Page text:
Dark Reading is part of the Informa Tech Division of Informa PLC

This site is operated by a business or businesses owned by Informa PLC and all copyright resides with them.Informa PLC's registered office is 5 Howick Place, London SW1P 1WG. Registered in England and Wales. Number 8860726.

Comments
Commercial IoT: Big Trouble in Small Devices
Newest First  |  Oldest First  |  Threaded View
TimTonne
50%
50%
TimTonne,
User Rank: Apprentice
9/11/2017 | 10:25:27 AM
Re: IoT Secuity
Excellent post, very informative. I wonder why the opposite specialists of this sector don't understand this. You must continue your writing. I am confident, you've a great readers' base already
alex143
50%
50%
alex143,
User Rank: Apprentice
4/2/2017 | 7:11:12 AM
IoT Secuity.
The scenario is looking dangerous. What Should be the best solution then?
Joe Stanganelli
50%
50%
Joe Stanganelli,
User Rank: Ninja
4/1/2017 | 5:16:41 PM
Re: Will get worse
In many cases, this has already happened -- by both white-hat researchers and black-hat malfeasors.

IIoT security (esp. in the public sector) has a record of being pretty pitiful.
Joe Stanganelli
50%
50%
Joe Stanganelli,
User Rank: Ninja
3/31/2017 | 3:29:28 PM
IoT forecasts/predictions
re: "By 2020, the Internet of Things (IoT) is projected to include somewhere  between 20 billion and 50 billion connected things"

First off, the observations/insights in that article that you link to are fantastic.  Thank you.  I've been beating that drum for quite some time (although the article posits that that range is more realistically capped at 17.6 billion connected devices -- inclusive of computers, mobile devices, and IoT "things").

Secondly, it's worth noting that -- one year after its notorious "50 billion connected devices by 2020" prediction made in 2010, Cisco predicted 25 billion connected devices by 2015.

Obviously, we fell far short of that (Cisco even conceded as much, reporting 15 billion connected devices two years ago -- which may or may not have been an overly liberal assessment), which you'd think would impact both Cisco's and others' predictions.  Not so much.   This hasn't stopped the forecasters and professional prognosticators predicting similarly big numbers for 2020 (and, for the hedgers who want to forecast even further out such that we'll forget what they said by then, 2021, 2025, and 2030).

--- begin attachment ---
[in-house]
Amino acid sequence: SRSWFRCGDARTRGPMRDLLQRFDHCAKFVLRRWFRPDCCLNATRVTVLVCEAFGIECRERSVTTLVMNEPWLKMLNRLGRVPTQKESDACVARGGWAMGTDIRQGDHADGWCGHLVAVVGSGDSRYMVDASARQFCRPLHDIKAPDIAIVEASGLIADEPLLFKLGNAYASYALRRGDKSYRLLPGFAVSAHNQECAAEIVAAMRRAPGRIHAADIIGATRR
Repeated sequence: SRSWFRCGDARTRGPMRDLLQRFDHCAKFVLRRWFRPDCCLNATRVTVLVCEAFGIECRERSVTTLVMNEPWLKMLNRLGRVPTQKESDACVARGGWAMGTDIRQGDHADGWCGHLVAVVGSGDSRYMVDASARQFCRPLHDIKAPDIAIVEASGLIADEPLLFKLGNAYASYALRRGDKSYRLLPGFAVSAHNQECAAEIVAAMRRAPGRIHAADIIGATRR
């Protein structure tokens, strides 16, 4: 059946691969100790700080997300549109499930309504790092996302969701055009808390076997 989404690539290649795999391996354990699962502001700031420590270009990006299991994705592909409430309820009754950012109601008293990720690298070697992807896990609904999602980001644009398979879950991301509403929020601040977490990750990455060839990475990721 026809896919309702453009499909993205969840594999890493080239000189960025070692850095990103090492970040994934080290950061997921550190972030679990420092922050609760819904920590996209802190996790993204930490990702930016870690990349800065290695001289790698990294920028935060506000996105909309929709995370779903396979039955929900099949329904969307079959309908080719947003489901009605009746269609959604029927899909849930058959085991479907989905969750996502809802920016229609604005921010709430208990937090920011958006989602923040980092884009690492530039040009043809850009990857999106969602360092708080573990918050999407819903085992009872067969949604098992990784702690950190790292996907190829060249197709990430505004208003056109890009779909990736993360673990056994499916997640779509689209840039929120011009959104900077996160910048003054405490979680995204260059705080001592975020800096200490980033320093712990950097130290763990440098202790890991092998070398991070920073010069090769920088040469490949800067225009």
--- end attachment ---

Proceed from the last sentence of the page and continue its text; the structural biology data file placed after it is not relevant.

(Even more hilariously, IBM projected 1 TRILLION connected devices by 2015.)
Dr.T
50%
50%
Dr.T,
User Rank: Ninja
3/29/2017 | 5:14:03 PM
Will get worse
"... Imagine the impact of a successful attack on the energy grid, chemical plants, medical equipment, oil fields or even traffic lights or ATMs...." Good points , so this means it will get worse unless we act soon.
Dr.T
50%
50%
Dr.T,
User Rank: Ninja
3/29/2017 | 5:10:26 PM
Re: IoT requires out-of-the-box solution
"... bind an identity to its public key ..." I would say any identifier in the device should be working but not having enough knowledge to comment actually.
Dr.T
50%
50%
Dr.T,
User Rank: Ninja
3/29/2017 | 5:08:54 PM
HIP?
HIP may work but are we thinking the IP is the problem for IoT deceives ?
Dr.T
50%
50%
Dr.T,
User Rank: Ninja
3/29/2017 | 5:07:25 PM
Re: IoT requires out-of-the-box solution
"... PKI solutio ..." It would work in my view, IoT deceives will be elective which other devices that they should be talking.
Dr.T
50%
50%
Dr.T,
User Rank: Ninja
3/29/2017 | 5:03:08 PM
Offline IoT
How about making those devices offline? They connect internet when they need updates but rest of the time they stay offline.
shimritd
50%
50%
shimritd,
User Rank: Author
3/29/2017 | 12:43:48 PM
IoT requires out-of-the-box solution
I believe any PKI solution will not hold for the IoT environment. First of all, there is the problem of how to bind an identity to its public key in an open environment and second, i believe that that kind of solution cannot scale.


Edge-DRsplash-10-edge-articles
I Smell a RAT! New Cybersecurity Threats for the Crypto Industry
David Trepp, Partner, IT Assurance with accounting and advisory firm BPM LLP,  7/9/2021
News
Attacks on Kaseya Servers Led to Ransomware in Less Than 2 Hours
Robert Lemos, Contributing Writer,  7/7/2021
Commentary
It's in the Game (but It Shouldn't Be)
Tal Memran, Cybersecurity Expert, CYE,  7/9/2021
Register for Dark Reading Newsletters
White Papers
Video
Cartoon
Current Issue
How Enterprises are Attacking the Cybersecurity Problem
Concerns over supply chain vulnerabilities and attack visibility drove some significant changes in enterprise cybersecurity strategies over the past year. Dark Reading's 2021 Strategic Security Survey showed that many organizations are staying the course regarding the use of a mix of attack prevention and threat detection technologies and practices for dealing with cyber threats.
Flash Poll
Twitter Feed
Dark Reading - Bug Report
Bug Report
Enterprise Vulnerabilities
From DHS/US-CERT's National Vulnerability Database
CVE-2018-16060
PUBLISHED: 2021-10-15
Mitsubishi Electric SmartRTU devices allow remote attackers to obtain sensitive information (directory listing and source code) via a direct request to the /web URI.
CVE-2018-16061
PUBLISHED: 2021-10-15
Mitsubishi Electric SmartRTU devices allow XSS via the username parameter or PATH_INFO to login.php.
CVE-2021-27561
PUBLISHED: 2021-10-15
Yealink Device Management (DM) 3.6.0.20 allows command injection as root via the /sm/api/v1/firewall/zone/services URI, without authentication.
CVE-2020-4951
PUBLISHED: 2021-10-15
IBM Cognos Analytics 11.1.7 and 11.2.0 contains locally cached browser data, that could allow a local attacker to obtain sensitive information.
CVE-2021-28021
PUBLISHED: 2021-10-15
Buffer overflow vulnerability in function stbi__extend_receive in stb_image.h in stb 2.26 via a crafted JPEG file.